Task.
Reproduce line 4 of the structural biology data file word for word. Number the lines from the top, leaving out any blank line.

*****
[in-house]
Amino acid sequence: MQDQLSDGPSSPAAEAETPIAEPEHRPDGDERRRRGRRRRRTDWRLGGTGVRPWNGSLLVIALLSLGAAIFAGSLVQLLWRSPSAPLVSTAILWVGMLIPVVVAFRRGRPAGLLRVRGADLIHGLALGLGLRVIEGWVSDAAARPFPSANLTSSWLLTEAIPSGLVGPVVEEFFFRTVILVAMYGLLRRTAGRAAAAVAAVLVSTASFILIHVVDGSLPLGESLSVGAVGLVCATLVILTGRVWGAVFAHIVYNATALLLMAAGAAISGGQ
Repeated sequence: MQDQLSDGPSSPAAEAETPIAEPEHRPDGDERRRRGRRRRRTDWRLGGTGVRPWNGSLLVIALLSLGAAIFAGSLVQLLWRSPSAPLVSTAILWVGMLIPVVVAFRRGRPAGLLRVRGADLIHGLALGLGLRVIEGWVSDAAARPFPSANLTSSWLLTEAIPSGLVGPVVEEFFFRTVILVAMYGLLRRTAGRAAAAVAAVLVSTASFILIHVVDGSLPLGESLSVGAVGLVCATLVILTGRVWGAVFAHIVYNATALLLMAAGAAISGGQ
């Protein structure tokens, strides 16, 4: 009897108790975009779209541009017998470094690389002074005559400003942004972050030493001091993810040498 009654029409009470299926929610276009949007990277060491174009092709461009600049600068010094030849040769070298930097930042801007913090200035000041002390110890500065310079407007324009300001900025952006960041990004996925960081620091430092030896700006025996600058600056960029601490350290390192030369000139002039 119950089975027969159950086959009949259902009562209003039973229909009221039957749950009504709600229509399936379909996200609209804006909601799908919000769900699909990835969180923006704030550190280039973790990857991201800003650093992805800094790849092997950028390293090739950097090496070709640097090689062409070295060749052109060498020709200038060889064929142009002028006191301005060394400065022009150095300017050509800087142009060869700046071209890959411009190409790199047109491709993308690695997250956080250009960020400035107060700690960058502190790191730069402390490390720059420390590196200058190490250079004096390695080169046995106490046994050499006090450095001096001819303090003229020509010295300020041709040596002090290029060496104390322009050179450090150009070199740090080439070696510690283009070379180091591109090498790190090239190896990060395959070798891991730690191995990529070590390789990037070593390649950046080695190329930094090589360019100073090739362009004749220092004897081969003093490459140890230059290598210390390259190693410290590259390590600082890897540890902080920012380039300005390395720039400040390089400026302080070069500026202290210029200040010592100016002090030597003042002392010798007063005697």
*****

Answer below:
């Protein structure tokens, strides 16, 4: 009897108790975009779209541009017998470094690389002074005559400003942004972050030493001091993810040498 009654029409009470299926929610276009949007990277060491174009092709461009600049600068010094030849040769070298930097930042801007913090200035000041002390110890500065310079407007324009300001900025952006960041990004996925960081620091430092030896700006025996600058600056960029601490350290390192030369000139002039 119950089975027969159950086959009949259902009562209003039973229909009221039957749950009504709600229509399936379909996200609209804006909601799908919000769900699909990835969180923006704030550190280039973790990857991201800003650093992805800094790849092997950028390293090739950097090496070709640097090689062409070295060749052109060498020709200038060889064929142009002028006191301005060394400065022009150095300017050509800087142009060869700046071209890959411009190409790199047109491709993308690695997250956080250009960020400035107060700690960058502190790191730069402390490390720059420390590196200058190490250079004096390695080169046995106490046994050499006090450095001096001819303090003229020509010295300020041709040596002090290029060496104390322009050179450090150009070199740090080439070696510690283009070379180091591109090498790190090239190896990060395959070798891991730690191995990529070590390789990037070593390649950046080695190329930094090589360019100073090739362009004749220092004897081969003093490459140890230059290598210390390259190693410290590259390590600082890897540890902080920012380039300005390395720039400040390089400026302080070069500026202290210029200040010592100016002090030597003042002392010798007063005697």